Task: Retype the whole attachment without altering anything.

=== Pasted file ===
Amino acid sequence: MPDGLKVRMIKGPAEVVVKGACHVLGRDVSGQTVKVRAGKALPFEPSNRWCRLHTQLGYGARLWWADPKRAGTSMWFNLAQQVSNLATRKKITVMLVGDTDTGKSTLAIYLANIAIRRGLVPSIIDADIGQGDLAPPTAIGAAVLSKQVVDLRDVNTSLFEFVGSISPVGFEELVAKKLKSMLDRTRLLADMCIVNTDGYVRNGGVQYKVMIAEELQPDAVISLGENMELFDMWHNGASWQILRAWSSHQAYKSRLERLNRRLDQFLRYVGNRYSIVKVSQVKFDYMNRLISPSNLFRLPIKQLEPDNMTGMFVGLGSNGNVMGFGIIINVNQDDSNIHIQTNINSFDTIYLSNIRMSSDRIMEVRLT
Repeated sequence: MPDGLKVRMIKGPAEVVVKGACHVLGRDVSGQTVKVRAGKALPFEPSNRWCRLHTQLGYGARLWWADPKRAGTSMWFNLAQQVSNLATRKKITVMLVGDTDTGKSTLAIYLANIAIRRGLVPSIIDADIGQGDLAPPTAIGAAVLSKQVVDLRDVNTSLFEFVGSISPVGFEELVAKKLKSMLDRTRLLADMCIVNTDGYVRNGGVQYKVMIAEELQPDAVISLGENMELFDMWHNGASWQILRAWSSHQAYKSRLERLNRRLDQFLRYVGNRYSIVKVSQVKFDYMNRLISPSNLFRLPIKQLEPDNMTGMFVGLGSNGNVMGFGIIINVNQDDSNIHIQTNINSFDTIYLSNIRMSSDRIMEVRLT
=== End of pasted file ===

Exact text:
Amino acid sequence: MPDGLKVRMIKGPAEVVVKGACHVLGRDVSGQTVKVRAGKALPFEPSNRWCRLHTQLGYGARLWWADPKRAGTSMWFNLAQQVSNLATRKKITVMLVGDTDTGKSTLAIYLANIAIRRGLVPSIIDADIGQGDLAPPTAIGAAVLSKQVVDLRDVNTSLFEFVGSISPVGFEELVAKKLKSMLDRTRLLADMCIVNTDGYVRNGGVQYKVMIAEELQPDAVISLGENMELFDMWHNGASWQILRAWSSHQAYKSRLERLNRRLDQFLRYVGNRYSIVKVSQVKFDYMNRLISPSNLFRLPIKQLEPDNMTGMFVGLGSNGNVMGFGIIINVNQDDSNIHIQTNINSFDTIYLSNIRMSSDRIMEVRLT
Repeated sequence: MPDGLKVRMIKGPAEVVVKGACHVLGRDVSGQTVKVRAGKALPFEPSNRWCRLHTQLGYGARLWWADPKRAGTSMWFNLAQQVSNLATRKKITVMLVGDTDTGKSTLAIYLANIAIRRGLVPSIIDADIGQGDLAPPTAIGAAVLSKQVVDLRDVNTSLFEFVGSISPVGFEELVAKKLKSMLDRTRLLADMCIVNTDGYVRNGGVQYKVMIAEELQPDAVISLGENMELFDMWHNGASWQILRAWSSHQAYKSRLERLNRRLDQFLRYVGNRYSIVKVSQVKFDYMNRLISPSNLFRLPIKQLEPDNMTGMFVGLGSNGNVMGFGIIINVNQDDSNIHIQTNINSFDTIYLSNIRMSSDRIMEVRLT